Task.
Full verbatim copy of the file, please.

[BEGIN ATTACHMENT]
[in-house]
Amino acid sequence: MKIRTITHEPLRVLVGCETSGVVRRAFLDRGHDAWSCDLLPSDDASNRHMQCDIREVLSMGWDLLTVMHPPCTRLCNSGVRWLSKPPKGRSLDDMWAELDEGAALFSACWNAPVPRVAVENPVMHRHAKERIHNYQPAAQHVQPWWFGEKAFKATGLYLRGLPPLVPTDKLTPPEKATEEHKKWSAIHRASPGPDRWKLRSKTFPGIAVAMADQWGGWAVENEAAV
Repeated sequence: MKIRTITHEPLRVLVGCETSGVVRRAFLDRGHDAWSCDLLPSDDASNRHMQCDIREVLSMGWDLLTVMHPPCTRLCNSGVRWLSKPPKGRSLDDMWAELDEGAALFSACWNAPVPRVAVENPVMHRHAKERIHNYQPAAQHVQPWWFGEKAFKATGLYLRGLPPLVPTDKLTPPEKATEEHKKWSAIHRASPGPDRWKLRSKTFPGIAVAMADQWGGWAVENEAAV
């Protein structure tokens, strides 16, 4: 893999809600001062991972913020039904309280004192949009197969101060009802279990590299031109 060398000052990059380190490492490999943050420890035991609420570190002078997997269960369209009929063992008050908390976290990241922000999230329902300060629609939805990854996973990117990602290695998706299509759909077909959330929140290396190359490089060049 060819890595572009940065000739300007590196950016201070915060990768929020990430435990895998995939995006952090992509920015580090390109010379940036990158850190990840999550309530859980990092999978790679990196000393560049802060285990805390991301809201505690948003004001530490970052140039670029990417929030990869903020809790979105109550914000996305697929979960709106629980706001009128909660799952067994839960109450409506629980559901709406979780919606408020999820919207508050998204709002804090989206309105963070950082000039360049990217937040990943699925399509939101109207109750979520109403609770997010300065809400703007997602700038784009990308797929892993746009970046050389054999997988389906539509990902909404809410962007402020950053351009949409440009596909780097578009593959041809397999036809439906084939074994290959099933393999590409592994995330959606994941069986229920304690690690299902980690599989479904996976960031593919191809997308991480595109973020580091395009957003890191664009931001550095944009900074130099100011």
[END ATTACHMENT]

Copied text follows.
[in-house]
Amino acid sequence: MKIRTITHEPLRVLVGCETSGVVRRAFLDRGHDAWSCDLLPSDDASNRHMQCDIREVLSMGWDLLTVMHPPCTRLCNSGVRWLSKPPKGRSLDDMWAELDEGAALFSACWNAPVPRVAVENPVMHRHAKERIHNYQPAAQHVQPWWFGEKAFKATGLYLRGLPPLVPTDKLTPPEKATEEHKKWSAIHRASPGPDRWKLRSKTFPGIAVAMADQWGGWAVENEAAV
Repeated sequence: MKIRTITHEPLRVLVGCETSGVVRRAFLDRGHDAWSCDLLPSDDASNRHMQCDIREVLSMGWDLLTVMHPPCTRLCNSGVRWLSKPPKGRSLDDMWAELDEGAALFSACWNAPVPRVAVENPVMHRHAKERIHNYQPAAQHVQPWWFGEKAFKATGLYLRGLPPLVPTDKLTPPEKATEEHKKWSAIHRASPGPDRWKLRSKTFPGIAVAMADQWGGWAVENEAAV
């Protein structure tokens, strides 16, 4: 893999809600001062991972913020039904309280004192949009197969101060009802279990590299031109 060398000052990059380190490492490999943050420890035991609420570190002078997997269960369209009929063992008050908390976290990241922000999230329902300060629609939805990854996973990117990602290695998706299509759909077909959330929140290396190359490089060049 060819890595572009940065000739300007590196950016201070915060990768929020990430435990895998995939995006952090992509920015580090390109010379940036990158850190990840999550309530859980990092999978790679990196000393560049802060285990805390991301809201505690948003004001530490970052140039670029990417929030990869903020809790979105109550914000996305697929979960709106629980706001009128909660799952067994839960109450409506629980559901709406979780919606408020999820919207508050998204709002804090989206309105963070950082000039360049990217937040990943699925399509939101109207109750979520109403609770997010300065809400703007997602700038784009990308797929892993746009970046050389054999997988389906539509990902909404809410962007402020950053351009949409440009596909780097578009593959041809397999036809439906084939074994290959099933393999590409592994995330959606994941069986229920304690690690299902980690599989479904996976960031593919191809997308991480595109973020580091395009957003890191664009931001550095944009900074130099100011």